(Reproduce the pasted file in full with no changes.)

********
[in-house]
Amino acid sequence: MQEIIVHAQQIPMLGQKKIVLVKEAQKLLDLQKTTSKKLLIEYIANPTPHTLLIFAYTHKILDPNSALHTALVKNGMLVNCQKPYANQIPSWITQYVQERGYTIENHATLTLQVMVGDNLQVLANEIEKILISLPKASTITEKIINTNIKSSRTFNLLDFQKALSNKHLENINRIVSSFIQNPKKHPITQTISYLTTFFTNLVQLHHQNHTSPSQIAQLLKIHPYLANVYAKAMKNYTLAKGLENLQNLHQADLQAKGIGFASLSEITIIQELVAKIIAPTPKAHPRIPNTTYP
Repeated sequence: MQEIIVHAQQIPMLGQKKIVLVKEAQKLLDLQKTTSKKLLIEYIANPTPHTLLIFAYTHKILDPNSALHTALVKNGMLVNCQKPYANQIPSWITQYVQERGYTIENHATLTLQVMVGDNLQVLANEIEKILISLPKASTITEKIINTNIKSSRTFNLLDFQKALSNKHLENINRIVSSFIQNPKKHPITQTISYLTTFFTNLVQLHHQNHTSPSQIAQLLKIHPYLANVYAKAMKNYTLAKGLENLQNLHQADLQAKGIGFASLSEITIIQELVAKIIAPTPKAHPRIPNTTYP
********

[in-house]
Amino acid sequence: MQEIIVHAQQIPMLGQKKIVLVKEAQKLLDLQKTTSKKLLIEYIANPTPHTLLIFAYTHKILDPNSALHTALVKNGMLVNCQKPYANQIPSWITQYVQERGYTIENHATLTLQVMVGDNLQVLANEIEKILISLPKASTITEKIINTNIKSSRTFNLLDFQKALSNKHLENINRIVSSFIQNPKKHPITQTISYLTTFFTNLVQLHHQNHTSPSQIAQLLKIHPYLANVYAKAMKNYTLAKGLENLQNLHQADLQAKGIGFASLSEITIIQELVAKIIAPTPKAHPRIPNTTYP
Repeated sequence: MQEIIVHAQQIPMLGQKKIVLVKEAQKLLDLQKTTSKKLLIEYIANPTPHTLLIFAYTHKILDPNSALHTALVKNGMLVNCQKPYANQIPSWITQYVQERGYTIENHATLTLQVMVGDNLQVLANEIEKILISLPKASTITEKIINTNIKSSRTFNLLDFQKALSNKHLENINRIVSSFIQNPKKHPITQTISYLTTFFTNLVQLHHQNHTSPSQIAQLLKIHPYLANVYAKAMKNYTLAKGLENLQNLHQADLQAKGIGFASLSEITIIQELVAKIIAPTPKAHPRIPNTTYP